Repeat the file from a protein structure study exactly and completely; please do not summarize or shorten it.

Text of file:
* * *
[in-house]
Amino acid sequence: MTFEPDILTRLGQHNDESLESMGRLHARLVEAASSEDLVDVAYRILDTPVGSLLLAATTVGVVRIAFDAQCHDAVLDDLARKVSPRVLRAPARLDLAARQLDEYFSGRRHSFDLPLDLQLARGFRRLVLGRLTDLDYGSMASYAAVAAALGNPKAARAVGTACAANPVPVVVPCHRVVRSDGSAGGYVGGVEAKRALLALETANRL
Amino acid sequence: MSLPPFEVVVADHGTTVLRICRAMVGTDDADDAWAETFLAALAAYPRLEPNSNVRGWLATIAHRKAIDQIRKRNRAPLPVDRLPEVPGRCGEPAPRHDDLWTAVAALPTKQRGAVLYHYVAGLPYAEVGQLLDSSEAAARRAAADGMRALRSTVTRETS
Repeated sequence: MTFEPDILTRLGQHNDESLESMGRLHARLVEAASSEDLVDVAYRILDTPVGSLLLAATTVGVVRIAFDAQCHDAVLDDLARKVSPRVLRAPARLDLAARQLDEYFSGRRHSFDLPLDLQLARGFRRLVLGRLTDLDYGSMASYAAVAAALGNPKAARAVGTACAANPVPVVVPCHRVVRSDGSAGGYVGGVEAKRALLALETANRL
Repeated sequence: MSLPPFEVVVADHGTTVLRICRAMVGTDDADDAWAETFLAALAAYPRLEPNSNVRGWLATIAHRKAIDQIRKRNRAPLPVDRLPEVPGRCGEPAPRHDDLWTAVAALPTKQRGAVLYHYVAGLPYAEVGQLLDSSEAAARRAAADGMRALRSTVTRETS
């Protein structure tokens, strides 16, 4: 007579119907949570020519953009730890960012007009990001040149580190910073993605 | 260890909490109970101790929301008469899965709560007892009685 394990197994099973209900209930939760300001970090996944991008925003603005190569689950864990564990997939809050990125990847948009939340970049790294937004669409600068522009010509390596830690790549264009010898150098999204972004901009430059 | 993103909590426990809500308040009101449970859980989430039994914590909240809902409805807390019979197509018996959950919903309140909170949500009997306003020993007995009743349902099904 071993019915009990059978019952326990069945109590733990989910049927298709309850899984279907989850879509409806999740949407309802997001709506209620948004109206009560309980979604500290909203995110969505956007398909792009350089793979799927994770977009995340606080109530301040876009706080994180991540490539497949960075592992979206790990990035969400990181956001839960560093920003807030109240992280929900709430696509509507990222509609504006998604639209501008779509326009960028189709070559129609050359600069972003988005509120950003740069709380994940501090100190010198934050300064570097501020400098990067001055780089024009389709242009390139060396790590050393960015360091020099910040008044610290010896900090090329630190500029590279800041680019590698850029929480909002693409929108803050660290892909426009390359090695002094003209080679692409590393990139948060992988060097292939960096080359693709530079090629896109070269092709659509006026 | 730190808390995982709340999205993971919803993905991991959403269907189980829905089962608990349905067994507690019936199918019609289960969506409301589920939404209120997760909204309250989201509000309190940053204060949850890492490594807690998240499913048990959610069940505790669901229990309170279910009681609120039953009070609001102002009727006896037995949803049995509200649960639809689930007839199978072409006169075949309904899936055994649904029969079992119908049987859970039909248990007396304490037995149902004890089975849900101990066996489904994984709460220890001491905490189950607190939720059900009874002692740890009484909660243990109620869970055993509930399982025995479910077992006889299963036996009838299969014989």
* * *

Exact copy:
[in-house]
Amino acid sequence: MTFEPDILTRLGQHNDESLESMGRLHARLVEAASSEDLVDVAYRILDTPVGSLLLAATTVGVVRIAFDAQCHDAVLDDLARKVSPRVLRAPARLDLAARQLDEYFSGRRHSFDLPLDLQLARGFRRLVLGRLTDLDYGSMASYAAVAAALGNPKAARAVGTACAANPVPVVVPCHRVVRSDGSAGGYVGGVEAKRALLALETANRL
Amino acid sequence: MSLPPFEVVVADHGTTVLRICRAMVGTDDADDAWAETFLAALAAYPRLEPNSNVRGWLATIAHRKAIDQIRKRNRAPLPVDRLPEVPGRCGEPAPRHDDLWTAVAALPTKQRGAVLYHYVAGLPYAEVGQLLDSSEAAARRAAADGMRALRSTVTRETS
Repeated sequence: MTFEPDILTRLGQHNDESLESMGRLHARLVEAASSEDLVDVAYRILDTPVGSLLLAATTVGVVRIAFDAQCHDAVLDDLARKVSPRVLRAPARLDLAARQLDEYFSGRRHSFDLPLDLQLARGFRRLVLGRLTDLDYGSMASYAAVAAALGNPKAARAVGTACAANPVPVVVPCHRVVRSDGSAGGYVGGVEAKRALLALETANRL
Repeated sequence: MSLPPFEVVVADHGTTVLRICRAMVGTDDADDAWAETFLAALAAYPRLEPNSNVRGWLATIAHRKAIDQIRKRNRAPLPVDRLPEVPGRCGEPAPRHDDLWTAVAALPTKQRGAVLYHYVAGLPYAEVGQLLDSSEAAARRAAADGMRALRSTVTRETS
């Protein structure tokens, strides 16, 4: 007579119907949570020519953009730890960012007009990001040149580190910073993605 | 260890909490109970101790929301008469899965709560007892009685 394990197994099973209900209930939760300001970090996944991008925003603005190569689950864990564990997939809050990125990847948009939340970049790294937004669409600068522009010509390596830690790549264009010898150098999204972004901009430059 | 993103909590426990809500308040009101449970859980989430039994914590909240809902409805807390019979197509018996959950919903309140909170949500009997306003020993007995009743349902099904 071993019915009990059978019952326990069945109590733990989910049927298709309850899984279907989850879509409806999740949407309802997001709506209620948004109206009560309980979604500290909203995110969505956007398909792009350089793979799927994770977009995340606080109530301040876009706080994180991540490539497949960075592992979206790990990035969400990181956001839960560093920003807030109240992280929900709430696509509507990222509609504006998604639209501008779509326009960028189709070559129609050359600069972003988005509120950003740069709380994940501090100190010198934050300064570097501020400098990067001055780089024009389709242009390139060396790590050393960015360091020099910040008044610290010896900090090329630190500029590279800041680019590698850029929480909002693409929108803050660290892909426009390359090695002094003209080679692409590393990139948060992988060097292939960096080359693709530079090629896109070269092709659509006026 | 730190808390995982709340999205993971919803993905991991959403269907189980829905089962608990349905067994507690019936199918019609289960969506409301589920939404209120997760909204309250989201509000309190940053204060949850890492490594807690998240499913048990959610069940505790669901229990309170279910009681609120039953009070609001102002009727006896037995949803049995509200649960639809689930007839199978072409006169075949309904899936055994649904029969079992119908049987859970039909248990007396304490037995149902004890089975849900101990066996489904994984709460220890001491905490189950607190939720059900009874002692740890009484909660243990109620869970055993509930399982025995479910077992006889299963036996009838299969014989």